07:00 5 March 2022
The brutality of dementia is at the heart of this dark but slightly humorous play that both disturbs and grips the audience.
Translated by Christopher Hampton from the French original by Florian Zeller, the film version of The Father earned the screenwriters an Oscar, alongside one for Anthony Hopkins.
At the Sewell Barn in Norwich, John Dane puts in an equally stellar performance as Andrew, the titular father who loses his grip on the world around him.
Dane’s performance is manly, energetic and engaging – full of confidence, all aimed at concealing his increasingly fragile foot.
He’s cruel – sometimes unforgivable – but his warmth remains incredibly seductive, almost literally in one startling scene.
Hampton and Zeller’s script also baffles audiences, leaving us wondering where the truth lies, what’s real and what’s imagined, and who to trust.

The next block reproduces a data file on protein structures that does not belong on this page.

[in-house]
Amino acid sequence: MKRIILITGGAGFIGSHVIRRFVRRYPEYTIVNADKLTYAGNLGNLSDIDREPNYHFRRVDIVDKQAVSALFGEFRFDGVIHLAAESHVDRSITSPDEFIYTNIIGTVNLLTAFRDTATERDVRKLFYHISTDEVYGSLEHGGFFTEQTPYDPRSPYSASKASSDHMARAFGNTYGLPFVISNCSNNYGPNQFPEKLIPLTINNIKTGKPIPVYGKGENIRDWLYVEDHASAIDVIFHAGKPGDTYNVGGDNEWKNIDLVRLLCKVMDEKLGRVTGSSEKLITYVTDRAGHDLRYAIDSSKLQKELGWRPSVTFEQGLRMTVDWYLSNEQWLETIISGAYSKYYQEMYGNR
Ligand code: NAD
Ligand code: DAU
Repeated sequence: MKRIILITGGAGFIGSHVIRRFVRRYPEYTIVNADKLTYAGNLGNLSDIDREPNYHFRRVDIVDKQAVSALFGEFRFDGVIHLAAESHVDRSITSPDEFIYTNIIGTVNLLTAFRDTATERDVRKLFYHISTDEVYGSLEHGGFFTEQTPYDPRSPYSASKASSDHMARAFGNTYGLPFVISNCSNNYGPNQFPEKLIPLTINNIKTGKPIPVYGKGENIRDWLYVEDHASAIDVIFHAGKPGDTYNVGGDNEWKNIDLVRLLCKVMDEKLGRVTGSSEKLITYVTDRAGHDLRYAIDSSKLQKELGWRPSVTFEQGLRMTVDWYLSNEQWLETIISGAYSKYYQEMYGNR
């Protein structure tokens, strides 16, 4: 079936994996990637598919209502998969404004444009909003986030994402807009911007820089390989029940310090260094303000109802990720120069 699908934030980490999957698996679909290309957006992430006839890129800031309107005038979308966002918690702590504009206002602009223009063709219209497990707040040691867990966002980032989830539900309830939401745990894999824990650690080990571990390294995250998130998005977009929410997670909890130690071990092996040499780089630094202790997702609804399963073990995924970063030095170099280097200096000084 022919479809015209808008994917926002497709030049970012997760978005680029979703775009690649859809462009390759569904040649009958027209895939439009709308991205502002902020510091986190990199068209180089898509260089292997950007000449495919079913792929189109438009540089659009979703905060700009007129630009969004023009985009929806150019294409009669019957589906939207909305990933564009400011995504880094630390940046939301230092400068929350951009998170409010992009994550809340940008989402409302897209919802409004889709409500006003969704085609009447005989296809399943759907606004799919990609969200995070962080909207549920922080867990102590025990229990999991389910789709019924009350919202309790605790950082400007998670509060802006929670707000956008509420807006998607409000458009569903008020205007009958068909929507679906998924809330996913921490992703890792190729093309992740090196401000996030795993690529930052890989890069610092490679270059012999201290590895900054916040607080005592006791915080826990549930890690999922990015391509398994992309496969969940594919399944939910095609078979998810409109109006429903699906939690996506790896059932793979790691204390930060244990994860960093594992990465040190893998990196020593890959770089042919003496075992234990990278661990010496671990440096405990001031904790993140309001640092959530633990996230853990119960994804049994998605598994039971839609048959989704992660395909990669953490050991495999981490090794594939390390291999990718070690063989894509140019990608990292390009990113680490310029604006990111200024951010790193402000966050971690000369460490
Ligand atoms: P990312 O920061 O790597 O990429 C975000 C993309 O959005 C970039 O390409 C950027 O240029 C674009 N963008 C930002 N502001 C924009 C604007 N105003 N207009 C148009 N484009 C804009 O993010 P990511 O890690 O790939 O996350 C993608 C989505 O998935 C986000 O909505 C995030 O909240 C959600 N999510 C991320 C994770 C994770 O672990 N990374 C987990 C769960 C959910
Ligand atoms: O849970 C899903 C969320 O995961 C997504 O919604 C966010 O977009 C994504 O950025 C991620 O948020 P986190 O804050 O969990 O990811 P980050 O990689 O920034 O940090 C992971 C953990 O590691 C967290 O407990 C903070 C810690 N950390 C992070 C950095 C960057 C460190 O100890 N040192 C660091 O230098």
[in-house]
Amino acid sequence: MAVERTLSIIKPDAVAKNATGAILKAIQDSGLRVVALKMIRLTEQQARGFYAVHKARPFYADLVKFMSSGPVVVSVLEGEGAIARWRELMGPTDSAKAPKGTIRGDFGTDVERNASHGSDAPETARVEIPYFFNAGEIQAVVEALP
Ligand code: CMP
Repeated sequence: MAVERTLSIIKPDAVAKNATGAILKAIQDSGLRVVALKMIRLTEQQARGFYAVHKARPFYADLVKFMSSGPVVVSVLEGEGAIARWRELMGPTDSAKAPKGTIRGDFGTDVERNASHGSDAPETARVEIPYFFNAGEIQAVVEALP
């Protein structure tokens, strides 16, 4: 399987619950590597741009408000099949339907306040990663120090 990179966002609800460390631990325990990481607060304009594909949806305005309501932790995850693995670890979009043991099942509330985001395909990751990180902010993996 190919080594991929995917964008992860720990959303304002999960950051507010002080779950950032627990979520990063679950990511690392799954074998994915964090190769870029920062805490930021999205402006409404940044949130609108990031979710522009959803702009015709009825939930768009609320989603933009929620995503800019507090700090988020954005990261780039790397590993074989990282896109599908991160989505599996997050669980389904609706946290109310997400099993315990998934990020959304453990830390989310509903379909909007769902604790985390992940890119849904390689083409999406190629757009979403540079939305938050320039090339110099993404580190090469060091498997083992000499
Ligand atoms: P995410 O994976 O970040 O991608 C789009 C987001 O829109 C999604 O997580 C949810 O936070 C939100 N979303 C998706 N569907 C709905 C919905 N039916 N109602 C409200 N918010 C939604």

The daughter Anne is played by Jenny Belsey, with a largely blank palette – a woman exhausted by circumstance, with only the energy for just the odd flicker of emotion at the edges of her face.
Neil Auker, Jo Parker Sessions, Lauren Baston and Trevor Burton support in an intersection of roles, also serving as stagehands and conspiring in the gradual whitewashing of Chris Bealey and Phil Williamson’s set, from the cozy Paris apartment to the cold clinical necessity of a home of care “.
Bealey’s direction does a good job of getting the ball rolling, balancing Andre’s weaponized sarcasm with the pathos of his situation and keeping the audience on their toes for the entire 45-hour runtime.
It’s not an easy watch, but a very rewarding one.
The father continues at the Sewell Barn Theater until March 12.